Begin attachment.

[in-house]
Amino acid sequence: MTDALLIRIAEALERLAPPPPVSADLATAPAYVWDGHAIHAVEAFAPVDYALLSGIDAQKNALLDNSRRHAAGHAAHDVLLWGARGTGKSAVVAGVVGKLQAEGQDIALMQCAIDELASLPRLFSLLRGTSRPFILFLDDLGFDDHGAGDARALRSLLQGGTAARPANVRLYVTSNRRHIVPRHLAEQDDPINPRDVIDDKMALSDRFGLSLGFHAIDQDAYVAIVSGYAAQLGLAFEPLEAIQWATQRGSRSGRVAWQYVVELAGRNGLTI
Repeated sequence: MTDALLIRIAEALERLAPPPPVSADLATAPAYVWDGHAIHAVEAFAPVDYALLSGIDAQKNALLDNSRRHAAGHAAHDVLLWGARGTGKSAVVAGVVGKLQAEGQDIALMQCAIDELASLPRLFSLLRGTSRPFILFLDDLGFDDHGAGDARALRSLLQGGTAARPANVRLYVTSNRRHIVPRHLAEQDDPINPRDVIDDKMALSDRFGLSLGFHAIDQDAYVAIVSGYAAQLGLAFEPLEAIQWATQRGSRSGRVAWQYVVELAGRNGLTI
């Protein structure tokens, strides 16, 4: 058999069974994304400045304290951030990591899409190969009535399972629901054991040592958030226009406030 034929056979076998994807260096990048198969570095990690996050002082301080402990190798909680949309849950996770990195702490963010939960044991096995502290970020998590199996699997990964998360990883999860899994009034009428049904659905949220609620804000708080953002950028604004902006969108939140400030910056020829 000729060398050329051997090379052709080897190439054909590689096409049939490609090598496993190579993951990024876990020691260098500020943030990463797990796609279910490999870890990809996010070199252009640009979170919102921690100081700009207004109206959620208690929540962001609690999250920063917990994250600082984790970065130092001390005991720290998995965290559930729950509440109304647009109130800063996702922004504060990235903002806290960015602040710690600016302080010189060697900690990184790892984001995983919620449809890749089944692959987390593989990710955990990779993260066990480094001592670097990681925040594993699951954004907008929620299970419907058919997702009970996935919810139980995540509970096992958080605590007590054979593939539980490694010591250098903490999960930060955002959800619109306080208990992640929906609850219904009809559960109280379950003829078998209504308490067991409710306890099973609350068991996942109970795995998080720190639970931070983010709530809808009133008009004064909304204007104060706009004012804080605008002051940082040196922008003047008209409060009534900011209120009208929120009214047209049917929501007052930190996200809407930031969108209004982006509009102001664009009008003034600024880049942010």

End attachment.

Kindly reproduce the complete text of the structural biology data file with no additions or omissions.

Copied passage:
[in-house]
Amino acid sequence: MTDALLIRIAEALERLAPPPPVSADLATAPAYVWDGHAIHAVEAFAPVDYALLSGIDAQKNALLDNSRRHAAGHAAHDVLLWGARGTGKSAVVAGVVGKLQAEGQDIALMQCAIDELASLPRLFSLLRGTSRPFILFLDDLGFDDHGAGDARALRSLLQGGTAARPANVRLYVTSNRRHIVPRHLAEQDDPINPRDVIDDKMALSDRFGLSLGFHAIDQDAYVAIVSGYAAQLGLAFEPLEAIQWATQRGSRSGRVAWQYVVELAGRNGLTI
Repeated sequence: MTDALLIRIAEALERLAPPPPVSADLATAPAYVWDGHAIHAVEAFAPVDYALLSGIDAQKNALLDNSRRHAAGHAAHDVLLWGARGTGKSAVVAGVVGKLQAEGQDIALMQCAIDELASLPRLFSLLRGTSRPFILFLDDLGFDDHGAGDARALRSLLQGGTAARPANVRLYVTSNRRHIVPRHLAEQDDPINPRDVIDDKMALSDRFGLSLGFHAIDQDAYVAIVSGYAAQLGLAFEPLEAIQWATQRGSRSGRVAWQYVVELAGRNGLTI
């Protein structure tokens, strides 16, 4: 058999069974994304400045304290951030990591899409190969009535399972629901054991040592958030226009406030 034929056979076998994807260096990048198969570095990690996050002082301080402990190798909680949309849950996770990195702490963010939960044991096995502290970020998590199996699997990964998360990883999860899994009034009428049904659905949220609620804000708080953002950028604004902006969108939140400030910056020829 000729060398050329051997090379052709080897190439054909590689096409049939490609090598496993190579993951990024876990020691260098500020943030990463797990796609279910490999870890990809996010070199252009640009979170919102921690100081700009207004109206959620208690929540962001609690999250920063917990994250600082984790970065130092001390005991720290998995965290559930729950509440109304647009109130800063996702922004504060990235903002806290960015602040710690600016302080010189060697900690990184790892984001995983919620449809890749089944692959987390593989990710955990990779993260066990480094001592670097990681925040594993699951954004907008929620299970419907058919997702009970996935919810139980995540509970096992958080605590007590054979593939539980490694010591250098903490999960930060955002959800619109306080208990992640929906609850219904009809559960109280379950003829078998209504308490067991409710306890099973609350068991996942109970795995998080720190639970931070983010709530809808009133008009004064909304204007104060706009004012804080605008002051940082040196922008003047008209409060009534900011209120009208929120009214047209049917929501007052930190996200809407930031969108209004982006509009102001664009009008003034600024880049942010």